HOW SOCIAL CHANGE HAPPENS
INTERNATIONAL COOPERATION ON CLIMATE CHANGE
MOST VULNERABLE NATIONS
MOST VULNERABLE NATIONS
Climate change is a global problem, but its consequences are not evenly distributed around the world. Factors for how vulnerable communities are differ along geographical, income, or a combination of both.
Geographical example: although the average global temperature is projected to rise by 3 degrees Celsius by 2100, some places along the equator have already warmed by quite as much, leading to extreme heat and prolonged droughts.
Income example: income levels dictate how people can adapt to climate change. Adaptations such as air-conditioning and fire insurance are costly and can be unaffordable for the poorest of the poor.
Combination: Combined factors can compound on the impacts on livelihoods. Many of those with already low income levels work in industries that are most heavily impacted by climate change such as agriculture. For example, farmers whose crops are affected by droughts get a hit in their income and therefore also struggle to afford air-conditioning, thereby reducing their quality of life.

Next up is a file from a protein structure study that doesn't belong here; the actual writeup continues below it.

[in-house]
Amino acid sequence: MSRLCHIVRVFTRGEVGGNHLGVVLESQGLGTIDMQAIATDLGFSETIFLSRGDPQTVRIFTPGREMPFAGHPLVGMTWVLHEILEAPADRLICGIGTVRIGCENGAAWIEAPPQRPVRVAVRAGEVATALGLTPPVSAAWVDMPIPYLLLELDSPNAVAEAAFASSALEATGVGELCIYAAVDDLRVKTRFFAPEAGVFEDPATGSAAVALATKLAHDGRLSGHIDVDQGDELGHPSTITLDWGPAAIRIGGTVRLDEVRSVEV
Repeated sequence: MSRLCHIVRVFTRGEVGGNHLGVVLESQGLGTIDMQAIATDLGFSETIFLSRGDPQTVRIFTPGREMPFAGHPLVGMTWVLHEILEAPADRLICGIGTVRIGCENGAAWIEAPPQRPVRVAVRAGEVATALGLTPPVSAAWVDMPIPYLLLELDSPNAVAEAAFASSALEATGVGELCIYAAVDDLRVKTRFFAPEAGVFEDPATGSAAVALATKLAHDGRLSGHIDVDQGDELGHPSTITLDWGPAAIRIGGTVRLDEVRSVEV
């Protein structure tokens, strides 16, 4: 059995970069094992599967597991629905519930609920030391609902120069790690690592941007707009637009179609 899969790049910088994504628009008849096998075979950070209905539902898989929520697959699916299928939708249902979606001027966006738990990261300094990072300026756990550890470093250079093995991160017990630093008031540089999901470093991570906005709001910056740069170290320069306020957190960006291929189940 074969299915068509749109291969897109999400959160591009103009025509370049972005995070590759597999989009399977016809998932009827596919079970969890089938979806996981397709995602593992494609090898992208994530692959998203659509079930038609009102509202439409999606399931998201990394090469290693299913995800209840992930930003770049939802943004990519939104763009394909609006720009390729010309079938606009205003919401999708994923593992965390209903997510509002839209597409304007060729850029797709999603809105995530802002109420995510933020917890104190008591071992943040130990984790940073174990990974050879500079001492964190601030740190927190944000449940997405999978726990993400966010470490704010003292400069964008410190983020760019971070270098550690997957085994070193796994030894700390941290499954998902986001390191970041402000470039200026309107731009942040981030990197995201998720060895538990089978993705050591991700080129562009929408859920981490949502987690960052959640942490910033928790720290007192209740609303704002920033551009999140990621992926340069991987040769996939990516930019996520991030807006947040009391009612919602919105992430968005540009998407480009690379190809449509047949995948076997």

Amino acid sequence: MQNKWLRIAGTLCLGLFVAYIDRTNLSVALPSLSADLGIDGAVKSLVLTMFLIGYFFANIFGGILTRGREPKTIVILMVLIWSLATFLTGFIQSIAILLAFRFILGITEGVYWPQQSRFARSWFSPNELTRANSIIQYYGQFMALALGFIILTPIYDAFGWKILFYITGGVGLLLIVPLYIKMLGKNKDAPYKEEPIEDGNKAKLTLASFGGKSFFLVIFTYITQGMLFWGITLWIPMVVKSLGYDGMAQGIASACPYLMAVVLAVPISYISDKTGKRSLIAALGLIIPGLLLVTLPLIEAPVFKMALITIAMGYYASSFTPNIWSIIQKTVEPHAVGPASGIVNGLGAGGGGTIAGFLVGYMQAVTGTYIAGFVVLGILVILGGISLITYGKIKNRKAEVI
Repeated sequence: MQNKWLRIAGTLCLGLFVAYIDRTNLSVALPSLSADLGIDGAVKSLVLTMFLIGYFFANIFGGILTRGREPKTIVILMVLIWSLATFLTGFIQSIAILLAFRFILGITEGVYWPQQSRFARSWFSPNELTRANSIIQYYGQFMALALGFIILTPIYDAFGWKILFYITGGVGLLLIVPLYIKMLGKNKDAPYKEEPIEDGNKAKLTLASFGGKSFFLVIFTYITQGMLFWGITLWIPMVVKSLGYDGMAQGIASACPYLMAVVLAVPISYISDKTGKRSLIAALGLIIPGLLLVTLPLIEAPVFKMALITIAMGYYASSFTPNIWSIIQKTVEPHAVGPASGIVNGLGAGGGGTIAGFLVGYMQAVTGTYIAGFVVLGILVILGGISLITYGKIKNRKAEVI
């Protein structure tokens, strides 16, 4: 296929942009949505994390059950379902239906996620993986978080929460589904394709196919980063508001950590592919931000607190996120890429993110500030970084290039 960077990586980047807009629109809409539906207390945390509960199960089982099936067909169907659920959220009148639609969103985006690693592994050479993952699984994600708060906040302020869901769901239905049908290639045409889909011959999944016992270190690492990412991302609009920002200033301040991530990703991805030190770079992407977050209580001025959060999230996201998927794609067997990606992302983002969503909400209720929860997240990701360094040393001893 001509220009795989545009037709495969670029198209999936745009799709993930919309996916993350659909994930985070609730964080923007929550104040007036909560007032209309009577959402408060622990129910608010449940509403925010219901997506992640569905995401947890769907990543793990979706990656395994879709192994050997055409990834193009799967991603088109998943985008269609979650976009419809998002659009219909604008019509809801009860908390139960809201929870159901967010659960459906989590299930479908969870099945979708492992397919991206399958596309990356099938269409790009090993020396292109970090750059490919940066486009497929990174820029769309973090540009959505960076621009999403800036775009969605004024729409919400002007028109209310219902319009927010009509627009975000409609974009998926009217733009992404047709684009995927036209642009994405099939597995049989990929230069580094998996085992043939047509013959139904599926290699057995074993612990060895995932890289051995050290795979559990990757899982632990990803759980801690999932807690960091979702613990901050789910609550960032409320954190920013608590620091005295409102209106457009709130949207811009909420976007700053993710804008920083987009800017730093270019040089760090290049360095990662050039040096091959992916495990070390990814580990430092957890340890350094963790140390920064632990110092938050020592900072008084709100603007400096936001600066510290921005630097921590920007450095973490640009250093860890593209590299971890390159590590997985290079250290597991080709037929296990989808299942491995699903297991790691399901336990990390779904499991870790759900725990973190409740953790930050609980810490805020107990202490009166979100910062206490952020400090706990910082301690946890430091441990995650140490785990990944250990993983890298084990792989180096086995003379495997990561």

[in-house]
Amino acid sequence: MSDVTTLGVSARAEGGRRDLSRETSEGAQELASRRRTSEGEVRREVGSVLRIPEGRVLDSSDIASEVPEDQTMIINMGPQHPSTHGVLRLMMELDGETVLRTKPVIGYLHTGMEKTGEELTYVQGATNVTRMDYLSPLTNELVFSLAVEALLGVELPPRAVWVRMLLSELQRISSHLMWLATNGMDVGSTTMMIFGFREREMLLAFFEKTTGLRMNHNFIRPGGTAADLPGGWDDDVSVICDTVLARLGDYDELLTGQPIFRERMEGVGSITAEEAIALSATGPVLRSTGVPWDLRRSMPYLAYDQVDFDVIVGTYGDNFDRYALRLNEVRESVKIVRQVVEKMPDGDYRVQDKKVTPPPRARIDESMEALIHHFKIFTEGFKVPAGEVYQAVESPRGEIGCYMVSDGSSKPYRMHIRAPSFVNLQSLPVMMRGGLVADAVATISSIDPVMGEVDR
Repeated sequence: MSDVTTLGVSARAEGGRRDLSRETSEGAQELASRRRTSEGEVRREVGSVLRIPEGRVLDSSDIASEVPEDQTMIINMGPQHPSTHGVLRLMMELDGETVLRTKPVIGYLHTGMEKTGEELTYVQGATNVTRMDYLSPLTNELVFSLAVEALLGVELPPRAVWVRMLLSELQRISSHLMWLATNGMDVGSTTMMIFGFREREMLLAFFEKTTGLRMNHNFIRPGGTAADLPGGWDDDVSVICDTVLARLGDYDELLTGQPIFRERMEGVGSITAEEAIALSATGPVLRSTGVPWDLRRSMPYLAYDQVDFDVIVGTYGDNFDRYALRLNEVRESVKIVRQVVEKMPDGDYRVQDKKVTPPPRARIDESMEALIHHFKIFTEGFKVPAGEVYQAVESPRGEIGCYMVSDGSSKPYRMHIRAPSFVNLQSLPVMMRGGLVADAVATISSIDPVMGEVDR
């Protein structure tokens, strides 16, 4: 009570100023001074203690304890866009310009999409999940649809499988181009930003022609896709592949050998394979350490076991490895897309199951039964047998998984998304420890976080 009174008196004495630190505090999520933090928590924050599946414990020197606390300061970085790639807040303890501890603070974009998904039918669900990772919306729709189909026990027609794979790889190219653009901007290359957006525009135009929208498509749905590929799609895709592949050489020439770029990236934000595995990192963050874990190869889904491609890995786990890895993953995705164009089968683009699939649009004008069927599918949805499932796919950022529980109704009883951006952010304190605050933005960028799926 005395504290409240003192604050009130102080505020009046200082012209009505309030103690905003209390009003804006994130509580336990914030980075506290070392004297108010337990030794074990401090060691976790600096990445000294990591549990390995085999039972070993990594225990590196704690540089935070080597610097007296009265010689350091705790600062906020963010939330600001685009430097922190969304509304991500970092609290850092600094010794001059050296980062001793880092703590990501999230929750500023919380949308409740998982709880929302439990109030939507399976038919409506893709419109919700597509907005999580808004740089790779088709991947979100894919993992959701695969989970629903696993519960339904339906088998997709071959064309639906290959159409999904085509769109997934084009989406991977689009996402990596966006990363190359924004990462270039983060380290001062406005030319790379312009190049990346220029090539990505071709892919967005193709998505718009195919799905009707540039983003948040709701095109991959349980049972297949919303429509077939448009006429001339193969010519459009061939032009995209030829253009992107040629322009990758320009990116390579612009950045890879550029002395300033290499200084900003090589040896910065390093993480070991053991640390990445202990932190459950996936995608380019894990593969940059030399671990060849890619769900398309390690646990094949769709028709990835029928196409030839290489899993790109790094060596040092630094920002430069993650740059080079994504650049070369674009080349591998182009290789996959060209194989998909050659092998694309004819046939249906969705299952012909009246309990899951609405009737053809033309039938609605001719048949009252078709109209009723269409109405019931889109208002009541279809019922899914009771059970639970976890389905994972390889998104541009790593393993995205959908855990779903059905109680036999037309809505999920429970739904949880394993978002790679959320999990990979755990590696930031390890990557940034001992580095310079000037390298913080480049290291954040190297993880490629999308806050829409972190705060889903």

This short BBC Video looks at how climate change is making poverty and inequality worse.
Climate change inequality therefore manifests in various forms and have trickle effects on others aspects of life.
The following series of cartoons from World101 explores how heat waves brought about by climate change can have different impacts on quality of life of different communities.
So, who are the most vulnerable countries to climate change?
The table below, which shows the 10 countries most affected from climate change extreme weather events from 2000 to 2019, is based on the weather events from the past 20 years.
However, there are non-weather factors that also determine how severely a country or city will be impacted by climate change. For example, there are other vulnerable nations, including those of the Pacific Islands, where rising sea levels pose an existential threat to their islands.
Here are some case studies from Time magazine ('The Climate Crisis Is Global, but These 6 Places Face the Most Severe Consequences') on 6 different places in the world that are particularly vulnerable in different ways.
What is pertinent from these lists is that none of these countries are economically developed nations.
In contrast, according to the map below, most of the developed world appears to be the least susceptible to the effects of climate change.